Thursday, October 27, 2016

In review: Frankfurt Book Fair 2016

The New Zealand stand in Hall 6.0 at the Frankfurt Book Fair
The Frankfurt Book Fair remains the largest and busiest of the many book fairs that occur around the world annually. For many in the book publishing business, being at Frankfurt is the apex of their working year, none more so than literary agents and rights managers who battle it out to get their authors the best advances and print runs in overseas markets.


For New Zealand publishers the fair offers the chance to reconnect with colleagues and business partners from the seven seas. The collective stand organised by the Publishers Association of New Zealand (PANZ) and assistance from Creative New Zealand make it possible for smaller publishers to promote their authors at the fair – which this year grouped nearly 7,000 exhibitors from over 100 nations.

This year Oratia was able to squeeze 35 meetings into the three professional days from Wednesday to Friday – with a bit of overflow on the Saturday (the fair opens to the public on the weekend). Those encounters included international print and ebook distributors, fellow publishers, literary agents and scouts, booksellers, journalists and printers.

Wearing my industry hat as PANZ international councillor, I joined in association meetings with the fair organisers, had exchanges with other book fairs including Guadalajara, London and Taipei, and helped to manage the impressive New Zealand stand.


Our stand in Hall 6.0, among other English-language publishers, is impressive not just for its visual impact and size, but also for the camaraderie that brings exhibiting publishers together.

Some of the NZ crew
The Friday evening party, with excellent Kiwi wines generously sponsored by the New Zealand Embassy in Berlin, is regarded as one of the book fair's premium social events. This year’s was no exception, attracting an estimated 300 guests from around the publishing world.


But it’s all in the follow-up, as Frankfurt veterans will tell you. Now begins the long haul of sending sample copies and PDFs, talking page lengths and print runs and prices, in the hope that our authors and illustrators can reach an international readership.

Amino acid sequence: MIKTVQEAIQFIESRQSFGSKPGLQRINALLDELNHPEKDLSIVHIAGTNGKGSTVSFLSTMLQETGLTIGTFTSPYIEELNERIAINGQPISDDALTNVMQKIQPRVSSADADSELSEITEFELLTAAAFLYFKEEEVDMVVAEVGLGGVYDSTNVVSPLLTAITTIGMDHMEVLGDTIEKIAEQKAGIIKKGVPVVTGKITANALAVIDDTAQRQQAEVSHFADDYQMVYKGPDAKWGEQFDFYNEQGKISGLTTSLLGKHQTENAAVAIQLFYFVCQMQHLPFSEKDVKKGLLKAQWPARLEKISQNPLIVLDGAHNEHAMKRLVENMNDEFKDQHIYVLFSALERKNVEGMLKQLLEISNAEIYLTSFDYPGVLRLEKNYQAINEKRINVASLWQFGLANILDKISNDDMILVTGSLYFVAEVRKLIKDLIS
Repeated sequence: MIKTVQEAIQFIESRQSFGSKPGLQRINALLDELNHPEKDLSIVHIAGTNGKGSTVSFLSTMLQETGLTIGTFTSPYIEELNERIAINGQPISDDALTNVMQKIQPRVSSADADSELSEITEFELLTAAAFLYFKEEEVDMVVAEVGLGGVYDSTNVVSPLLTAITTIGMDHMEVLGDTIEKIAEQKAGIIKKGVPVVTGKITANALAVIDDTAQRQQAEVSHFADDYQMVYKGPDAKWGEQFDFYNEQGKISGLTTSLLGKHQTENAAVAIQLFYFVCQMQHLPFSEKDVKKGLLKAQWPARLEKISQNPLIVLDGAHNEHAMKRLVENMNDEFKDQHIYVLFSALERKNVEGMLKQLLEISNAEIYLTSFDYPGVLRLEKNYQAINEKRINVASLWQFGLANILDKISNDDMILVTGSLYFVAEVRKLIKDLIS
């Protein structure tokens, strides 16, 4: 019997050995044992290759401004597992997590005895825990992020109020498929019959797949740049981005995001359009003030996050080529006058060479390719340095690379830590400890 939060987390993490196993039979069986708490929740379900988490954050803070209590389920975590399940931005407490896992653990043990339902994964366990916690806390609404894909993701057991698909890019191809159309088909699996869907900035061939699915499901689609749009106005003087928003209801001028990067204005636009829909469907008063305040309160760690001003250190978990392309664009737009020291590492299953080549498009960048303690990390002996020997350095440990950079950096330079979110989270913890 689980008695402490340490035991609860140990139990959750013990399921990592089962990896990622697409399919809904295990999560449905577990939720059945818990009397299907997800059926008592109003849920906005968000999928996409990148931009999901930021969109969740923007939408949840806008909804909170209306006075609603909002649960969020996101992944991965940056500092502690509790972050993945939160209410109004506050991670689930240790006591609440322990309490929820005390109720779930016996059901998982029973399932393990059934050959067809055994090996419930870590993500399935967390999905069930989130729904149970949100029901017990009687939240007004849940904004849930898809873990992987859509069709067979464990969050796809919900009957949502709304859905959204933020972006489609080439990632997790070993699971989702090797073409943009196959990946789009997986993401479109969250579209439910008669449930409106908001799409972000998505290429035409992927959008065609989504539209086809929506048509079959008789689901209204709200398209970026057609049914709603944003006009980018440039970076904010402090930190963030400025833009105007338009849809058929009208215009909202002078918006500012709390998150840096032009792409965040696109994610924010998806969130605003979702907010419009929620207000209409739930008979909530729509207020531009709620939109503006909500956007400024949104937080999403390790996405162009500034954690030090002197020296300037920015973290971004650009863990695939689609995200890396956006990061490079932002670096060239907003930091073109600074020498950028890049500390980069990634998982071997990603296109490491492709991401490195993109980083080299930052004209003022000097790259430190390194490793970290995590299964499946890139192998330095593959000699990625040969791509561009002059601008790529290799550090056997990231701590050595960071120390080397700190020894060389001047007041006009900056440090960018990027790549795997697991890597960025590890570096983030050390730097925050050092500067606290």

After Frankfurt, though, those fortunate enough to attend can all make those sorts of decisions better, having shared with our peers among hundreds of thousands of books. This year the fair’s total visitor numbers were slightly up on 2015, at 277,000, with trade visitor attendance up +1.3% to 142,300 – testament to the continuing buoyancy of the global book industry.

– Peter Dowling
At the New Zealand stand party: Linda Cassells of Calico Publishing with Annabel Robertson, Second Secretary of the New Zealand Embassy in Berlin
Sam Elworthy of AUP (left) and Rod Fee of Eunoia Publishing epitomise the NZ team spirit by serving at the bar (Photo: Anton Blank)
At the New Zealand party


Friends and exhibitors at the party



Around the international halls

Wednesday, October 19, 2016

RIP Len Gale

It is with sadness that we note the passing of artist, author, left-wing activist and teacher Len Gale on Saturday at the age of 89.

Len and I met in 1997 not long after his book Greenstone Carving was published. I had the privilege of becoming his editor at Reed Publishing, and we formed a strong friendship as we brought to publication  three further books – Wood Carving, Creative Metal and Technology Basics

Len matched a deep knowledge of all these crafts with a rare ability to communicate them in words and his inimitable drawings. 

These were far from his only literary productions, too – until the end of his life he was writing about craft for magazines and publishing booklets about his family and his childhood in Grafton as one of the 'Gully Boys', and maintaining a link to the tense days when he had covertly printed pamphlets to support the 1951 Waterfront Strike.

He led a colourful life, and one characterised by a generous concern for others. As a craftsman he was noted especially for his work in metal, and he gave back much to the community of West Auckland. 

Len, you will be missed. I do hope that Oratia can carry through on our discussions to bring some of your books back into print before too long.

- Peter Dowling

Wednesday, October 5, 2016

Squeakopotamus about to make a huge entrance

Squeakopotamus will make a big impact on bookshelves from 6 October.

The giant pet, a perplexing cross between a hippopotamus and a mouse, is the latest creation from Thames-based author Dawn McMillan and Auckland illustrator Ross Kinnaird.


The pair have created some of New Zealand's most-loved and maddest picture books over the years, including Why Do Dogs Sniff Bottoms?, Woolly Wally, I Need a New Bum!  and Doctor Grundy's Undies.

Squeakopotamus tells the story of this oversized creature that comes to stay with a normal-sized family:
Is he a hippo that 
looks like a mouse?
Or is he a mouse
too big for this house? 

Squeakopotamus is a fun pet, but his size means that Mum wants him to go. How can the kids get him to stay?



On sale from tomorrow at good booksellers everywhere, Squeakopotamus (ISBN 978-0-947506-11-7) is a full-colour 32-page picture book suitable for readers aged four and over. 
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